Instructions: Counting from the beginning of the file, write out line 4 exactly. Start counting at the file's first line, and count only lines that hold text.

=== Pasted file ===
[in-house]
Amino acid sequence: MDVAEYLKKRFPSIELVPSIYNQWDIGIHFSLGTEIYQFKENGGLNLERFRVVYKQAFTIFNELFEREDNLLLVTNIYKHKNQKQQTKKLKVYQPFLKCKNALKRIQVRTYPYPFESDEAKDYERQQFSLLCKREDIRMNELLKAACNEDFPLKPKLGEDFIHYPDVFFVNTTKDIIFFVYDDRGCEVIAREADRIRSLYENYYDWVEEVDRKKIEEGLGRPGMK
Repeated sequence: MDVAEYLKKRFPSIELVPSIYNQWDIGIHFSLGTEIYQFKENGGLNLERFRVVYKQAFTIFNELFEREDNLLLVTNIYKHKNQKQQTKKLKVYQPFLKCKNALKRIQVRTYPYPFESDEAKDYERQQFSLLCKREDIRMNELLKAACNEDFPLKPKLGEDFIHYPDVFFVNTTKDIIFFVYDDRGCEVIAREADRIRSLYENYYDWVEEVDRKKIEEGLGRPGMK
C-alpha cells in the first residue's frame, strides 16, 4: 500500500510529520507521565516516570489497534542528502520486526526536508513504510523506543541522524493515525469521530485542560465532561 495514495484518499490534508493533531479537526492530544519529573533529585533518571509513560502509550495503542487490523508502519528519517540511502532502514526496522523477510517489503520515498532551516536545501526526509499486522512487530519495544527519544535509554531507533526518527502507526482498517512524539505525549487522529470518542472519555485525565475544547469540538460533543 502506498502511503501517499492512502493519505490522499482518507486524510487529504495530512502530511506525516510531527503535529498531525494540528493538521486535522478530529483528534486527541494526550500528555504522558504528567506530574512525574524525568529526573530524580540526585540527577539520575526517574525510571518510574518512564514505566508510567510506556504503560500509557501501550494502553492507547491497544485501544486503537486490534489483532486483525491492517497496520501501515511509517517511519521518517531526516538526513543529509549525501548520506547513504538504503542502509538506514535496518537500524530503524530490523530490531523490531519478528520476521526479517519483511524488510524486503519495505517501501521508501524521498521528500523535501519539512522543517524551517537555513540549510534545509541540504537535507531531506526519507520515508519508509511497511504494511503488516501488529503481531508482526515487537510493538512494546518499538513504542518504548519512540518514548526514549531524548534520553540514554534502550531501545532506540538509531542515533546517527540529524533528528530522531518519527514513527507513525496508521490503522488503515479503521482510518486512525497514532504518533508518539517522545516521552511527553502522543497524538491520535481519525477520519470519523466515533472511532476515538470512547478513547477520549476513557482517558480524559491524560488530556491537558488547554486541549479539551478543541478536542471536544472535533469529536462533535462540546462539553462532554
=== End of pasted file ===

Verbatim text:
C-alpha cells in the first residue's frame, strides 16, 4: 500500500510529520507521565516516570489497534542528502520486526526536508513504510523506543541522524493515525469521530485542560465532561 495514495484518499490534508493533531479537526492530544519529573533529585533518571509513560502509550495503542487490523508502519528519517540511502532502514526496522523477510517489503520515498532551516536545501526526509499486522512487530519495544527519544535509554531507533526518527502507526482498517512524539505525549487522529470518542472519555485525565475544547469540538460533543 502506498502511503501517499492512502493519505490522499482518507486524510487529504495530512502530511506525516510531527503535529498531525494540528493538521486535522478530529483528534486527541494526550500528555504522558504528567506530574512525574524525568529526573530524580540526585540527577539520575526517574525510571518510574518512564514505566508510567510506556504503560500509557501501550494502553492507547491497544485501544486503537486490534489483532486483525491492517497496520501501515511509517517511519521518517531526516538526513543529509549525501548520506547513504538504503542502509538506514535496518537500524530503524530490523530490531523490531519478528520476521526479517519483511524488510524486503519495505517501501521508501524521498521528500523535501519539512522543517524551517537555513540549510534545509541540504537535507531531506526519507520515508519508509511497511504494511503488516501488529503481531508482526515487537510493538512494546518499538513504542518504548519512540518514548526514549531524548534520553540514554534502550531501545532506540538509531542515533546517527540529524533528528530522531518519527514513527507513525496508521490503522488503515479503521482510518486512525497514532504518533508518539517522545516521552511527553502522543497524538491520535481519525477520519470519523466515533472511532476515538470512547478513547477520549476513557482517558480524559491524560488530556491537558488547554486541549479539551478543541478536542471536544472535533469529536462533535462540546462539553462532554